An overwhelming majority (94%) of game design teachers admit that the shift to remote learning has negatively impacted the effectiveness of lessons.
With the coronavirus pandemic and subsequent school closures forcing schools to adopt a fully or partly digital offering, educators have spent the last 12 months adapting to a hybrid or blended approach, delivering lessons to smaller class sizes while students are learning from home.
It goes without saying that game design is an inherently technological discipline, traditionally taught in a computer suite setting. Here, students have access to the same hardware, software, guidance and support, making it easier for the teacher to track progress and outcomes. But with a study by YoYo Games – creators of the 2D game development engine GameMaker used by schools across the UK and US – finding that 76% of game design teachers have been forced to move at least half of their classes online in the last 12 months, the shift has inevitably had a negative impact on student outcomes.
“The main downside for learners affects those who do not have the correct hardware at home and therefore are not able to keep up to date. There is a disparity of those that have equipment at home and those that don’t,” said Aaron Haggery of USP College in Southend-on-Sea, UK.
Mike Sagan from Rodriguez High School in California, US, commented: “The biggest problem is deploying the software and providing one-on-one help. Since I cannot be with the student, and seeing the student’s screen isn’t always very effective, this is a challenge.”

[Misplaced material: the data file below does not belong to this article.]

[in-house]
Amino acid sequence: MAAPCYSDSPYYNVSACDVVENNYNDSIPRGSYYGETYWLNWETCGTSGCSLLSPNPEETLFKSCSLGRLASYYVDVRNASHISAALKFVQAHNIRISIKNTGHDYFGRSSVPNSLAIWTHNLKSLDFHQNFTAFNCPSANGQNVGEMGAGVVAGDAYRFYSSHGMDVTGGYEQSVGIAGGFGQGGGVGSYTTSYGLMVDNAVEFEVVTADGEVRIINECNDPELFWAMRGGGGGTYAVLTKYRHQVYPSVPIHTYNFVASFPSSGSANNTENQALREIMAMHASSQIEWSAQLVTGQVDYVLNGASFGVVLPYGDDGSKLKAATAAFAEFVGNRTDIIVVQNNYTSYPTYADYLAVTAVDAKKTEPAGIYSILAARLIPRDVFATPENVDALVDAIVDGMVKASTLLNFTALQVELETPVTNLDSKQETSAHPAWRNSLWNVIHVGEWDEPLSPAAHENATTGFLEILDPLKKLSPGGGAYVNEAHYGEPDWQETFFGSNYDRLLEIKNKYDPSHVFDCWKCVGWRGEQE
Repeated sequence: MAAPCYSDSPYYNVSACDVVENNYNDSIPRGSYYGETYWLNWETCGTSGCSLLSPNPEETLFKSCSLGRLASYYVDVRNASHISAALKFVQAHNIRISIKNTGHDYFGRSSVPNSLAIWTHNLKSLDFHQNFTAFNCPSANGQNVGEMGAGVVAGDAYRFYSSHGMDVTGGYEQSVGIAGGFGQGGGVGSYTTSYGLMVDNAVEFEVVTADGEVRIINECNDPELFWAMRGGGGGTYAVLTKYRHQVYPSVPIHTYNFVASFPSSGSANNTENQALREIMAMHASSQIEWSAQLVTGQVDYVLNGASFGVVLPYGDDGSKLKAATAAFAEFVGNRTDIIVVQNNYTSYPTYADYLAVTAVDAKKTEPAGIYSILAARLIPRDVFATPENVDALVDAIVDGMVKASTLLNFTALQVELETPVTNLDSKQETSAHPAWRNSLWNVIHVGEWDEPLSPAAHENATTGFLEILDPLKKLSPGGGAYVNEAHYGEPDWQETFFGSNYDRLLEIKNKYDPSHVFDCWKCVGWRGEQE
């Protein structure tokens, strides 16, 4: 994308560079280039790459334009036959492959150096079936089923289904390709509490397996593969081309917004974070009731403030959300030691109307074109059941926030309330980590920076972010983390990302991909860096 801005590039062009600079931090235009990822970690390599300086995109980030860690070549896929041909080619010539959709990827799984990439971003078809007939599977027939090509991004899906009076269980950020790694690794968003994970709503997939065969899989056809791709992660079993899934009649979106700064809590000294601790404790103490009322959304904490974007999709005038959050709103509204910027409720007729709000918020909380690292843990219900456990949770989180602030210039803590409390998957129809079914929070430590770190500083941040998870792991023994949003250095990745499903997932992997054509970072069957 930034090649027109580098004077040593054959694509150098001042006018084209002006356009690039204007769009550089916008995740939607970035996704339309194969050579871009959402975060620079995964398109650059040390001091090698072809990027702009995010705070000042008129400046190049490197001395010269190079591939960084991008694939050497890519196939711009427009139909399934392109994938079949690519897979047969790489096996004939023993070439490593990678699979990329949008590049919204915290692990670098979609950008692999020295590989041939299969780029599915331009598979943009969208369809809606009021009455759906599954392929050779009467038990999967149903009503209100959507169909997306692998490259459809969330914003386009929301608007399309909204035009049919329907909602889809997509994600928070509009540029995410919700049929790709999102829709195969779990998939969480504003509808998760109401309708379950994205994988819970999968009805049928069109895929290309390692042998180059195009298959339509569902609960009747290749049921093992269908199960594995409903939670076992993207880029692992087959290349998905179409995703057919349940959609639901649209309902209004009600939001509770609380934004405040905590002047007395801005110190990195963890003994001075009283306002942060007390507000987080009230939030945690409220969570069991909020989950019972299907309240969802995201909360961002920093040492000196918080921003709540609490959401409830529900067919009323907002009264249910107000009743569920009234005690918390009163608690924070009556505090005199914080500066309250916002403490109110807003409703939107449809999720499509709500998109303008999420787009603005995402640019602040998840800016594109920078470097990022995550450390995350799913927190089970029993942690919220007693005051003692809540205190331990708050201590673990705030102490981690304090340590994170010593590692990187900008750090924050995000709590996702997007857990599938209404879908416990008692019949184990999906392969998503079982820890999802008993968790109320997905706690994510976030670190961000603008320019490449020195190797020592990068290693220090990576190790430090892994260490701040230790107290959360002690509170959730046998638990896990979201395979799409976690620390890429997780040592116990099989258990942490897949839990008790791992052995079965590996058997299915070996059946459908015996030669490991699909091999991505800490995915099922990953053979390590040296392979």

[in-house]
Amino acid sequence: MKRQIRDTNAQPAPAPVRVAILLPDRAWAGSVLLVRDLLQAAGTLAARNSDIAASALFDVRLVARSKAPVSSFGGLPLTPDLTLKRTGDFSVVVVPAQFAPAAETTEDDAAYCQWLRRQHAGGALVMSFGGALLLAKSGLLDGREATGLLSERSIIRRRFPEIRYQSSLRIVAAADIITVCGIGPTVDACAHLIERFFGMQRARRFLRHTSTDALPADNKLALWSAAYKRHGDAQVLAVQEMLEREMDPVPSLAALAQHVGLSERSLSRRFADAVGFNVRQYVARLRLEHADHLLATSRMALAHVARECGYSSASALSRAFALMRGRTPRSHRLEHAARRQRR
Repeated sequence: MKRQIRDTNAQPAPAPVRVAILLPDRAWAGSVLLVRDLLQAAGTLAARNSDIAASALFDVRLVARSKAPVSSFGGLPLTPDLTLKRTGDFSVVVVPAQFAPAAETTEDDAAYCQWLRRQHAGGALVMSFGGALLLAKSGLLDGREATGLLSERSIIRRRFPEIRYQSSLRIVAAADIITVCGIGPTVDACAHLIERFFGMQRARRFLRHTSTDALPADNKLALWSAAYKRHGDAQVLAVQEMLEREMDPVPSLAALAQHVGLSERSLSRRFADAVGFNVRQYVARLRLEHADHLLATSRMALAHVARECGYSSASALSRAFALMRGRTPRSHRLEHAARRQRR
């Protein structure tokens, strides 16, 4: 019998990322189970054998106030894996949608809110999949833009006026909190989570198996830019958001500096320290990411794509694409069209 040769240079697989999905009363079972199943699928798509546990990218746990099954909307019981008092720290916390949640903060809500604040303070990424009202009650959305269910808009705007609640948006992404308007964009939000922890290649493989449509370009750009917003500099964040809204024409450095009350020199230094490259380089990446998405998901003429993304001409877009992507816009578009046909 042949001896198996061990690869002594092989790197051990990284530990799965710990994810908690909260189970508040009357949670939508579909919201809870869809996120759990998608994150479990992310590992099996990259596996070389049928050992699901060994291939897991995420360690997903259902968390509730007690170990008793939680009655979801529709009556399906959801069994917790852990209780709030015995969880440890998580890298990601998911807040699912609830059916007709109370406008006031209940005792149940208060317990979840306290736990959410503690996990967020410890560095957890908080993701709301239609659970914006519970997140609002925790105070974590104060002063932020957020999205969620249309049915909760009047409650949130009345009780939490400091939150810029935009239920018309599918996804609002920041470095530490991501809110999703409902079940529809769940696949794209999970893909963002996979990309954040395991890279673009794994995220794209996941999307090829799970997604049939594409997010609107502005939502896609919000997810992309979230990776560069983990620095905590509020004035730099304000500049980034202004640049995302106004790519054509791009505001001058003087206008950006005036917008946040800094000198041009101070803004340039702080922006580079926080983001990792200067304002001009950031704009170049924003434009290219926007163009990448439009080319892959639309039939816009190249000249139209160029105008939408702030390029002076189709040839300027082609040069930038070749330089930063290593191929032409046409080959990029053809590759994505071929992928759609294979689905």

Pre-COVID, YoYo Games surveyed 150 teachers who overwhelmingly (77%) agreed that teaching game design was ‘extremely effective’ when it came to engaging students. To unravel how the pandemic has altered those views, the company recently surveyed those same schools again.
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The second survey revealed that, while teachers have encountered many challenges since the outbreak first struck last year, the overall teaching process for the subject hasn’t changed that much. Most teachers reported experiencing positive results across various metrics, including 78% of teachers reporting an ‘effective’ or ‘very effective’ impact on improving student confidence, and 63% saying that blended game design lessons boosted class behaviour overall.
Since the nature of the subject requires skills in creativity, problem -solving, planning and more, more than a third of teachers said the discipline has been ‘effective’ or ‘very effective’ at approving student performance across other disciplines.
However, almost half (47%) of teachers claimed COVID-19 has hindered the assessment process, forcing many to substitute collaborative team assignments and in-class Q&As for individual progress checking and addressing individual student concerns.
“Having spoken with teachers from across the world, I’ve heard first-hand how hard the last year has been,” said Stuart Poole, general manager of YoYo Games. “Reduced class sizes and remote learning, combined with disparate access to hardware and support have created a unique set of challenges for game design lessons.
“However, given these major challenges, it’s incredibly reassuring to learn that overall, teachers have continued to be able to teach game design in school, meaning students can continue to enjoy the many positive benefits that learning gam design can have on their education.”